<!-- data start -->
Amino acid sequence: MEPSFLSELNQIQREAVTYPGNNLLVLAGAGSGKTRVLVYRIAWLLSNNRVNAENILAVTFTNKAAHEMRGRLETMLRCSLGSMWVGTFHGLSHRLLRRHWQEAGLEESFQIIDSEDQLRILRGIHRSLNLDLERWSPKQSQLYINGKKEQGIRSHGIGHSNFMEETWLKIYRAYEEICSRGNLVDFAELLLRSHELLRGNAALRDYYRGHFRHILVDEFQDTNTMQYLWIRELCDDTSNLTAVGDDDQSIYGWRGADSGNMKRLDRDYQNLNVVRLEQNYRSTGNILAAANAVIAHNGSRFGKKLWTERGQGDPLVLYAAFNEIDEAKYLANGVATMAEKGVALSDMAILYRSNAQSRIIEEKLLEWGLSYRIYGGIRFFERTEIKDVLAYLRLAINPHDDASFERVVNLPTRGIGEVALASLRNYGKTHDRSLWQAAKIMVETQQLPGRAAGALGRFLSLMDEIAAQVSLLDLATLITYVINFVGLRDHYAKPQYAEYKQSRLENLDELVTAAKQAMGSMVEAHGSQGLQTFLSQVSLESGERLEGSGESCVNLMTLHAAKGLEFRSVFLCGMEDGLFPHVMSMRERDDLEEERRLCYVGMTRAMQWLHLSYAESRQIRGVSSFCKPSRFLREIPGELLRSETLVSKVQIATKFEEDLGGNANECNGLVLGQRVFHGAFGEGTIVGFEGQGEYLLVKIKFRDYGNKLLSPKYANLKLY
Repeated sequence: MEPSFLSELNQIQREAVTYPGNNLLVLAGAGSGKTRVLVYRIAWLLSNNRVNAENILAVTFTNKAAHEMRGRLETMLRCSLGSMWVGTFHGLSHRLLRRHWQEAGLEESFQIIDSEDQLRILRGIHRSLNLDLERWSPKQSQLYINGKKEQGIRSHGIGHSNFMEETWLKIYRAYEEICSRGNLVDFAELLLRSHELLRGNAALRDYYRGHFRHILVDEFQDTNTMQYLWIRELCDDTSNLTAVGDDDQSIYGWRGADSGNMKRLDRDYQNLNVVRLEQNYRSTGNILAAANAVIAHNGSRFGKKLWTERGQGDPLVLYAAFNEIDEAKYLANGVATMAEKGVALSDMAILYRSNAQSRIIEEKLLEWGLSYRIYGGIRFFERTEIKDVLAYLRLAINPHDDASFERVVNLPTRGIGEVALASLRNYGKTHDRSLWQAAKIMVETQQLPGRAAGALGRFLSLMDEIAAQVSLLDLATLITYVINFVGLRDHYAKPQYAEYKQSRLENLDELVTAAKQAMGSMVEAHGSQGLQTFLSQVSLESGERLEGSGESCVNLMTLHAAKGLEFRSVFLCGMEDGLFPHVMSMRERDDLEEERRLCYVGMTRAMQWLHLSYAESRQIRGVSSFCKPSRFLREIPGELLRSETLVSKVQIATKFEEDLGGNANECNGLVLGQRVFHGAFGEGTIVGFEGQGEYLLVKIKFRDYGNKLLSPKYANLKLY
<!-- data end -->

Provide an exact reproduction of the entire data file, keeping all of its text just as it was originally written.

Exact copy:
Amino acid sequence: MEPSFLSELNQIQREAVTYPGNNLLVLAGAGSGKTRVLVYRIAWLLSNNRVNAENILAVTFTNKAAHEMRGRLETMLRCSLGSMWVGTFHGLSHRLLRRHWQEAGLEESFQIIDSEDQLRILRGIHRSLNLDLERWSPKQSQLYINGKKEQGIRSHGIGHSNFMEETWLKIYRAYEEICSRGNLVDFAELLLRSHELLRGNAALRDYYRGHFRHILVDEFQDTNTMQYLWIRELCDDTSNLTAVGDDDQSIYGWRGADSGNMKRLDRDYQNLNVVRLEQNYRSTGNILAAANAVIAHNGSRFGKKLWTERGQGDPLVLYAAFNEIDEAKYLANGVATMAEKGVALSDMAILYRSNAQSRIIEEKLLEWGLSYRIYGGIRFFERTEIKDVLAYLRLAINPHDDASFERVVNLPTRGIGEVALASLRNYGKTHDRSLWQAAKIMVETQQLPGRAAGALGRFLSLMDEIAAQVSLLDLATLITYVINFVGLRDHYAKPQYAEYKQSRLENLDELVTAAKQAMGSMVEAHGSQGLQTFLSQVSLESGERLEGSGESCVNLMTLHAAKGLEFRSVFLCGMEDGLFPHVMSMRERDDLEEERRLCYVGMTRAMQWLHLSYAESRQIRGVSSFCKPSRFLREIPGELLRSETLVSKVQIATKFEEDLGGNANECNGLVLGQRVFHGAFGEGTIVGFEGQGEYLLVKIKFRDYGNKLLSPKYANLKLY
Repeated sequence: MEPSFLSELNQIQREAVTYPGNNLLVLAGAGSGKTRVLVYRIAWLLSNNRVNAENILAVTFTNKAAHEMRGRLETMLRCSLGSMWVGTFHGLSHRLLRRHWQEAGLEESFQIIDSEDQLRILRGIHRSLNLDLERWSPKQSQLYINGKKEQGIRSHGIGHSNFMEETWLKIYRAYEEICSRGNLVDFAELLLRSHELLRGNAALRDYYRGHFRHILVDEFQDTNTMQYLWIRELCDDTSNLTAVGDDDQSIYGWRGADSGNMKRLDRDYQNLNVVRLEQNYRSTGNILAAANAVIAHNGSRFGKKLWTERGQGDPLVLYAAFNEIDEAKYLANGVATMAEKGVALSDMAILYRSNAQSRIIEEKLLEWGLSYRIYGGIRFFERTEIKDVLAYLRLAINPHDDASFERVVNLPTRGIGEVALASLRNYGKTHDRSLWQAAKIMVETQQLPGRAAGALGRFLSLMDEIAAQVSLLDLATLITYVINFVGLRDHYAKPQYAEYKQSRLENLDELVTAAKQAMGSMVEAHGSQGLQTFLSQVSLESGERLEGSGESCVNLMTLHAAKGLEFRSVFLCGMEDGLFPHVMSMRERDDLEEERRLCYVGMTRAMQWLHLSYAESRQIRGVSSFCKPSRFLREIPGELLRSETLVSKVQIATKFEEDLGGNANECNGLVLGQRVFHGAFGEGTIVGFEGQGEYLLVKIKFRDYGNKLLSPKYANLKLY